There were people hurt. There were people killed. But the victims were not the losers in a fight, because…they didn’t fight. They protested. Peacefully. Martin Luther King would have been proud. The successful Egyptian revolution was one of peaceful protest.
I know you’ve seen pictures of bloodied faces and bodies being carried, and tear gas wafting through the scene. But please keep in mind there were millions of people protesting. The “death toll” is around 400 and a significantly large proportion of these were actually outside Cairo where (a) there are far fewer educated people and (b) any kind of meaningful protest means anything at all.
Americans have a difficult time analyzing and gauging political change, because our own system is so befuddled by confusion. Take the health care issue, for example. To me and I hope the vast majority of sane onlookers, this is a baby step towards a society that guarantees the health of all its citizens. But I don’t have to remind you of how many think radically differently.
So we tend to listen to change that is evident and obvious and immediate, and I think we also sort of fear it. We are worried that change will take away or at least restrict the rights we currently enjoy, which are wonderfully substantial. So for the vast millions of Americans who still don’t know who Mubarak is much less Elbaradei or Wael Ghonim, they pay attention only when something of ultimate drama happens: death. That’s what TV is made of.
But the fact is that there were very, very few deaths compared to the demonstrations that took place. This is remarkable. Imagine the hundreds of thousands of unarmed and determined individuals who so believed in human rights that they stood upright against heavily armed security forces. Who were ready to sacrifice their safety for an idea. Fortunately, a ridiculously small proportion had to. In fact, it’s something of a testament to the restraint of the security forces and particularly the army that so few were hurt.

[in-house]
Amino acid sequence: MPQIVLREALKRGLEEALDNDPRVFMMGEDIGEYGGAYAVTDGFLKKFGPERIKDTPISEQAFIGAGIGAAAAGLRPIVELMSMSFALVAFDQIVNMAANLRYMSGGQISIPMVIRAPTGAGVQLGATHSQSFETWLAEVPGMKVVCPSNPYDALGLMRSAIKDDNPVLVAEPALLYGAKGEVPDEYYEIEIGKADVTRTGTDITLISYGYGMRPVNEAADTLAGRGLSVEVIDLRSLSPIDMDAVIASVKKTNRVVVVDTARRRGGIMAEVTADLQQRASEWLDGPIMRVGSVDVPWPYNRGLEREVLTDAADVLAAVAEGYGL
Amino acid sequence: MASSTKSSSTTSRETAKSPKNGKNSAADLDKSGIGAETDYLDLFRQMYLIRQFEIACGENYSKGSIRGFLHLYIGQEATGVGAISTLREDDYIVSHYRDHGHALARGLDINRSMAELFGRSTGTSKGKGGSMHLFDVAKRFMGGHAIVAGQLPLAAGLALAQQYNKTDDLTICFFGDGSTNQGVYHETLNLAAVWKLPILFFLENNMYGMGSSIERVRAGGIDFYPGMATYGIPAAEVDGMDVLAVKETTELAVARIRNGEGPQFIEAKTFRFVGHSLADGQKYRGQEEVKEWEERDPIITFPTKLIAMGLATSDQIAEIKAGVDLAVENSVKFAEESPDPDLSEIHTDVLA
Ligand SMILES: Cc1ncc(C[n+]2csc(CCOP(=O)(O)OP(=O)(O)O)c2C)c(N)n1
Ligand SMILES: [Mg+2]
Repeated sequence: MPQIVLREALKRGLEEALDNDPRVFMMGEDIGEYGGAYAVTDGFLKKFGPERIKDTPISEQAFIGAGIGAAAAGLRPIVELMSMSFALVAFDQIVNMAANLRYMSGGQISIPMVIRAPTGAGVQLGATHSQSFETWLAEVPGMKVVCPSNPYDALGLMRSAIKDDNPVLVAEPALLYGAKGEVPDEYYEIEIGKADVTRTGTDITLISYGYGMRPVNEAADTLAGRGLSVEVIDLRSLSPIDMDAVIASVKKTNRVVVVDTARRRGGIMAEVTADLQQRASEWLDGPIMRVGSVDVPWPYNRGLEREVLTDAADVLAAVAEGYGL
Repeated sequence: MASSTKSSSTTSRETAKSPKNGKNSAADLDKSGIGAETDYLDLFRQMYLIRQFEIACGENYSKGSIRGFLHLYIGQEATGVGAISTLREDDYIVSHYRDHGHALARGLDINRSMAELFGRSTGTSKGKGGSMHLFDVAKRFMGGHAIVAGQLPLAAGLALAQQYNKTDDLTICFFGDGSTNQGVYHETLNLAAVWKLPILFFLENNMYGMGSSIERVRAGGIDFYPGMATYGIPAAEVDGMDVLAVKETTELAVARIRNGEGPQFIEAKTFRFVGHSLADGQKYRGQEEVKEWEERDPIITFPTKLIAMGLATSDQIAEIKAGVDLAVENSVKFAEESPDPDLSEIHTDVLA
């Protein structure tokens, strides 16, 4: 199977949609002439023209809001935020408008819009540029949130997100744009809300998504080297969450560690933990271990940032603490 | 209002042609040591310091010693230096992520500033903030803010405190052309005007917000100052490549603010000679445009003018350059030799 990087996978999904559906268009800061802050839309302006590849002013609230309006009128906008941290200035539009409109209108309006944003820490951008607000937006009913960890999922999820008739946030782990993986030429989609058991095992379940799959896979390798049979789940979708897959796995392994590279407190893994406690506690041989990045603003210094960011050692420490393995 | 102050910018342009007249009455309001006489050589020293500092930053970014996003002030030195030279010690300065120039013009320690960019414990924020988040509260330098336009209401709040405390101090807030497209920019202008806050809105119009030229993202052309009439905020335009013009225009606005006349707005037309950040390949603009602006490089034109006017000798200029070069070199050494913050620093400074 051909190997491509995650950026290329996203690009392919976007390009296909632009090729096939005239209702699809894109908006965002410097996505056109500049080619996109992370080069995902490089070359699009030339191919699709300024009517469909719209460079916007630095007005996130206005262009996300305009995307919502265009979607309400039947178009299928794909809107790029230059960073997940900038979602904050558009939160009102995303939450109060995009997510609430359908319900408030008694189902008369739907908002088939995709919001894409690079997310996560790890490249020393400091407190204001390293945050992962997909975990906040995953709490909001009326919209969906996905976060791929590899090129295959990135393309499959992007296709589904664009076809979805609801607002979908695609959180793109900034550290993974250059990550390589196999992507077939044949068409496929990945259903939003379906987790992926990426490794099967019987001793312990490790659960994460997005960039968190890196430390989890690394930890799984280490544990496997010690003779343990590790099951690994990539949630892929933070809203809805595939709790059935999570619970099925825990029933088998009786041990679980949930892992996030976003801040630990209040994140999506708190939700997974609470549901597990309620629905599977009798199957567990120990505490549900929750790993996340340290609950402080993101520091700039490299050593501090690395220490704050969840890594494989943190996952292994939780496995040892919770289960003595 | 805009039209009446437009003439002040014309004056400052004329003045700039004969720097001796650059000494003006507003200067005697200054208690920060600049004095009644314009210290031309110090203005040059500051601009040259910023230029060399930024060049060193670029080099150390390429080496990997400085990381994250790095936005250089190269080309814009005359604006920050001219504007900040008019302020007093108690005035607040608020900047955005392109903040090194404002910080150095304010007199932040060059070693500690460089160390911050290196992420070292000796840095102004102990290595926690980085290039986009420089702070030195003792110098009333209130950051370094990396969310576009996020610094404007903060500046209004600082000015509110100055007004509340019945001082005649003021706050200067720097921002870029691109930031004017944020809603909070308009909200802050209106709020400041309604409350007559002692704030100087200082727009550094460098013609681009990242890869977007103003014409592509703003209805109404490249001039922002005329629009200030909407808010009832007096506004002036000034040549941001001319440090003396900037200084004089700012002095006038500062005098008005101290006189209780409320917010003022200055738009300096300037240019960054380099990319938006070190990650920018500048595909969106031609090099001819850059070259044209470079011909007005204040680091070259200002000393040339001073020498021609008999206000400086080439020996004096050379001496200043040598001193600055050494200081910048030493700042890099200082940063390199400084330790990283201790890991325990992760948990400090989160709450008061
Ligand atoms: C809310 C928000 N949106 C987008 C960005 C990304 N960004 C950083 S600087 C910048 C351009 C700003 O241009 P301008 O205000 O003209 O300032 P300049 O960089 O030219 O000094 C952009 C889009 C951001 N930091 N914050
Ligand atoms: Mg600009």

I remember my own days as a youthful protester in the 1960s, unarmed as the Egyptians were, charged by police as the Egyptians were, tear-gassed as the Egyptians were, shot at as the Egyptians were. And our few friends who were hurt and died were unarmed, as the few Egyptians who were hurt and unarmed.
There are literally hundreds of videos like the one above, showing hundreds and thousands of protesters, unarmed, demonstrating against highly armed government forces. But by their sheer numbers and naked sacrifice, they won. They’ve won round one.
In America especially we tend to focus on the violence of any event, for two main reasons: it’s wrong, and it makes good TV. But what every person must take so far from the Egyptian revolution is that given the hundreds of thousands of people involved, the millions ultimately, the amount of violence was unimaginably small.
It’s hard for Americans to imagine a dictator falling with so little violence. We are told our wars are waged against dictators, and the level of violence that follows our policy is legend. The number of our own soldiers killed much less locals in Afghanistan and Iraq to topple that regime numbers in the tens if not hundreds of thousands.
We can’t believe Egypt has changed regimes with fewer deaths in a month than America sustained monthly in Afghanistan and Iraq for years.
But it’s true. Grasp it and embrace it. Only good will come out of this. There will be many skeptics and cynics out there now saying, “Yes, but what will come next?” I’m not so naive as to suggest this revolution is over, completed. But I’m idealistic enough and optimistically hopeful enough to command the axiom that only good can come out of the power of peace.